The Transition

Albert Elmore Rufkin spent the first thirty years of his life following the conflated advice that his mother had oft spouted:

If you have champagne tastes and a beer pocketbook?  Make Lemonade Flavored Champagne.

Albert had no real idea how to execute this abstraction, but his mother's enthusiasm was contagious and had propelled him will into his twenties.  By his mid-thirties, though, he was starting to wind down, doubt everything and wish that he could drown his sorrows in cheap beer and lemons.  Fuck the champagne AND the lemonade. Maybe the saying had been wrong after all.

He didn't even consider suicide.   Well he did, but not too seriously.   The buoys that strung his days afloat across the dark swirling channels consisted of 1.) taking kids to school, 2.) walking the dog at midday, 3.) regular satisfactory performance reviews at work, 4.) deadlines and accomplishments and incremental pay raises, 5.) soccer games, 6.) band concerts and 7.) parent-teacher conferences.

Most days included 5 of these 7.  Bad days included recurrences of more than one.  One remarkable Thursday these seven buoys of the middle aged channels recurred in 16 consecutive conflations.  Thursdays don't get much worse than that.

The thing that made suicide so distasteful was:

a.) how much negative action it required and
b.) how many negative effects would reverberate.

On the day that his garage door opener stopped working as he backed out, late to the middle school for morning drop-off, he cussed loudly.

 Another Damn Robot Stopped Working. 

His 13 year old son raised his eyebrows quietly and said nothing.  Generally his father did not cuss, but when he did there was a faint whiff of beer and lemons in the air and he avoided getting involved in the conversation.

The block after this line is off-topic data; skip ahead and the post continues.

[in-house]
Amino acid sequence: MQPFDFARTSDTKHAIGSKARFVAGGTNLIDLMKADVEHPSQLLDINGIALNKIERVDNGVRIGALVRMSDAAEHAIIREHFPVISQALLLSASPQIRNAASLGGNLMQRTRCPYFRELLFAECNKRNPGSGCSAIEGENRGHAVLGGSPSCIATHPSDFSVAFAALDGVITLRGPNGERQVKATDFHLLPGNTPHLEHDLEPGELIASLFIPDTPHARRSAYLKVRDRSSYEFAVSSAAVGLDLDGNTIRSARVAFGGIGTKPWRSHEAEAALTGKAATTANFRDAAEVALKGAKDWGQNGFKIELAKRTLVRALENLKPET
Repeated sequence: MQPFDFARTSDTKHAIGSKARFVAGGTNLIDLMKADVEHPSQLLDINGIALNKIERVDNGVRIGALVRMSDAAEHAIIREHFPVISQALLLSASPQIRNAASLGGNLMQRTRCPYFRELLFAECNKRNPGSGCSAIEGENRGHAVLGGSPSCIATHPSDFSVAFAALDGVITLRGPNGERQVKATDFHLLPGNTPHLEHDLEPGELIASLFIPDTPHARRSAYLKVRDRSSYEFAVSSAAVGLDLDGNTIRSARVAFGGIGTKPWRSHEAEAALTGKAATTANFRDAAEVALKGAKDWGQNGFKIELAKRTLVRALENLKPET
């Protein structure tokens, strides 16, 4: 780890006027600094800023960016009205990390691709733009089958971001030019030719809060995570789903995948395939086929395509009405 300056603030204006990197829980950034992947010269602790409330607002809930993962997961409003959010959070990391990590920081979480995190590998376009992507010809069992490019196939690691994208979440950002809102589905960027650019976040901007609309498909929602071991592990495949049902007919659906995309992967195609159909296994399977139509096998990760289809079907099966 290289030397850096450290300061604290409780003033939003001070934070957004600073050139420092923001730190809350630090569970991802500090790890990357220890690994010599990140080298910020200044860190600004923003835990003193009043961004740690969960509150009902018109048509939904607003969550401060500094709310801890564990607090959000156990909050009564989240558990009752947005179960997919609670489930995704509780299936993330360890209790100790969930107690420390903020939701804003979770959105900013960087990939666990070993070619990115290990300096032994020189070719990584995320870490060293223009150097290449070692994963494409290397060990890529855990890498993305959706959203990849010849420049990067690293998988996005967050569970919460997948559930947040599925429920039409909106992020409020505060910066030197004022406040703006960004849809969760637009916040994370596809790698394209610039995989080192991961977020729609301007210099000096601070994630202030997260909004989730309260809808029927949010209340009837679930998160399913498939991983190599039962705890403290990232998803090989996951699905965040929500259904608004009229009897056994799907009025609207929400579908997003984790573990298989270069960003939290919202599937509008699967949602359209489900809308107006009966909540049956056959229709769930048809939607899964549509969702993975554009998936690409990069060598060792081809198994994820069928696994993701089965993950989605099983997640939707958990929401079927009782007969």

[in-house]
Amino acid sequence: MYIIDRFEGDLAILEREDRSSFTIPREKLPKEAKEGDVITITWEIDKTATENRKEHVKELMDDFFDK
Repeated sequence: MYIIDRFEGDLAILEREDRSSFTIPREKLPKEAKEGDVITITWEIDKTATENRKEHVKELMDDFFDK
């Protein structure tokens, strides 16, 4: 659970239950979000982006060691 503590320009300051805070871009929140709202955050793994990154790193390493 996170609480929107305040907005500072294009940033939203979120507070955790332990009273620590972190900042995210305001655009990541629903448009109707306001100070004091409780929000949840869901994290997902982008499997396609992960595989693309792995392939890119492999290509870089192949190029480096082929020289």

Before the car was out of the driveway?  Albert Elmore Rufkin had not only decided that he was more like a robot than a human, but he had decided to develop a Human-to-Robot Transition Technique.  If he could invent a path for middle aged humans to become more robot than human -- well the benefits would be obvious.  All of the rest  and peace afforded by suicide?  Would be realized in the mechanization of routine, the elimination of exhaustion, the quieting of emotional turmoil.

Better yet?  There would be no blowback from anyone.

A robot dad might be the best kind of dad you could imagine.

For the next five years he collected old computers, practiced a form of meditation well-known for it's "emptying" qualities and read copious amounts of Phillip K. Dick.   By the time his fortieth birthday rolled around he was ready for the transition to be completed; his work had been so subtle and incremental that it only took one sick day, a rental generator and a padded corduroy recliner covered with 2 mil. plastic.   (The plastic cover was a precaution that ended up being unnecessary.)

By the time he drove back to the high school to pick up his youngest child, his consciousness had been fully uploaded to four hard drives, his bodily systems were completely battery dependent, and no one seemed to be troubled (or even aware) of their newly reverse-frankensteined dad.

Finally.  Lemonade Flavored Champagne.

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